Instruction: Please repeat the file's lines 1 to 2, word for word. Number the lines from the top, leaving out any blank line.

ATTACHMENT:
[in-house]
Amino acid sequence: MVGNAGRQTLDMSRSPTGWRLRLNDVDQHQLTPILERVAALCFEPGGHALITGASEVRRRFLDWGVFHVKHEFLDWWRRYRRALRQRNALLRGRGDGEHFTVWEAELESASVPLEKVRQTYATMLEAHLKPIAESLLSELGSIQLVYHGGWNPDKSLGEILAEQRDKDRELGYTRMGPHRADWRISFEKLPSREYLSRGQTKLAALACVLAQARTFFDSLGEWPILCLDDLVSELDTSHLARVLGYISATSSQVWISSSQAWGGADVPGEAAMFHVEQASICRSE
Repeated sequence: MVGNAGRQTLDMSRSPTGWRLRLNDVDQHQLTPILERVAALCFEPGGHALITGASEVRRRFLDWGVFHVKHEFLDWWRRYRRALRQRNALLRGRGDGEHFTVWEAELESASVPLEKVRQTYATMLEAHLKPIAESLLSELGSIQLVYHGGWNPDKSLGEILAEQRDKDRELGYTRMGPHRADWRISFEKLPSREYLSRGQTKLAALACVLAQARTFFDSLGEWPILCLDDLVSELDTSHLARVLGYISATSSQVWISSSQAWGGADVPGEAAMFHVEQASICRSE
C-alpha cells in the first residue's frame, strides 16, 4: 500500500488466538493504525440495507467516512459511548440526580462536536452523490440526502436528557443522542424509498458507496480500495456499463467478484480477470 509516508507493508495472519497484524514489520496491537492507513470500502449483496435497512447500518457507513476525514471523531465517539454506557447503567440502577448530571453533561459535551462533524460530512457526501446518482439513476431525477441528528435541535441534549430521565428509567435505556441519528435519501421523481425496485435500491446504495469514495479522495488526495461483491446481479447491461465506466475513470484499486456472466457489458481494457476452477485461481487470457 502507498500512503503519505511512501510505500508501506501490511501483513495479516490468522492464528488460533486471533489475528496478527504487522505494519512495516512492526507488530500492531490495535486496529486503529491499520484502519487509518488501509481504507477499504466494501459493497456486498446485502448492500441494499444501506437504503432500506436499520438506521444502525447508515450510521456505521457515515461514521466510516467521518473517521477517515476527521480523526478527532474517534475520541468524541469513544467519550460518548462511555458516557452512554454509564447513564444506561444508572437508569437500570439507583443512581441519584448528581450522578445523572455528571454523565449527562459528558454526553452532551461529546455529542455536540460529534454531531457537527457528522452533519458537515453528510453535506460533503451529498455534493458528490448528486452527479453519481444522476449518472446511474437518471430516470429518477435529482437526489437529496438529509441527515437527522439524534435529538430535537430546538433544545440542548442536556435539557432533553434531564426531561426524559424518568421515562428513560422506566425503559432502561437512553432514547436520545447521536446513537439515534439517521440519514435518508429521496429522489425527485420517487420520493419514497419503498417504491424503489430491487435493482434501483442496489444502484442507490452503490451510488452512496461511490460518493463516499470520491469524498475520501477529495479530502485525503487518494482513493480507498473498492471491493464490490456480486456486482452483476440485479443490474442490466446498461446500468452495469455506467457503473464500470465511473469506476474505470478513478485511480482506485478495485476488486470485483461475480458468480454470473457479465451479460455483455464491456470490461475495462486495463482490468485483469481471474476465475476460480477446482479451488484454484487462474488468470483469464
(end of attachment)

[in-house]
Amino acid sequence: MVGNAGRQTLDMSRSPTGWRLRLNDVDQHQLTPILERVAALCFEPGGHALITGASEVRRRFLDWGVFHVKHEFLDWWRRYRRALRQRNALLRGRGDGEHFTVWEAELESASVPLEKVRQTYATMLEAHLKPIAESLLSELGSIQLVYHGGWNPDKSLGEILAEQRDKDRELGYTRMGPHRADWRISFEKLPSREYLSRGQTKLAALACVLAQARTFFDSLGEWPILCLDDLVSELDTSHLARVLGYISATSSQVWISSSQAWGGADVPGEAAMFHVEQASICRSE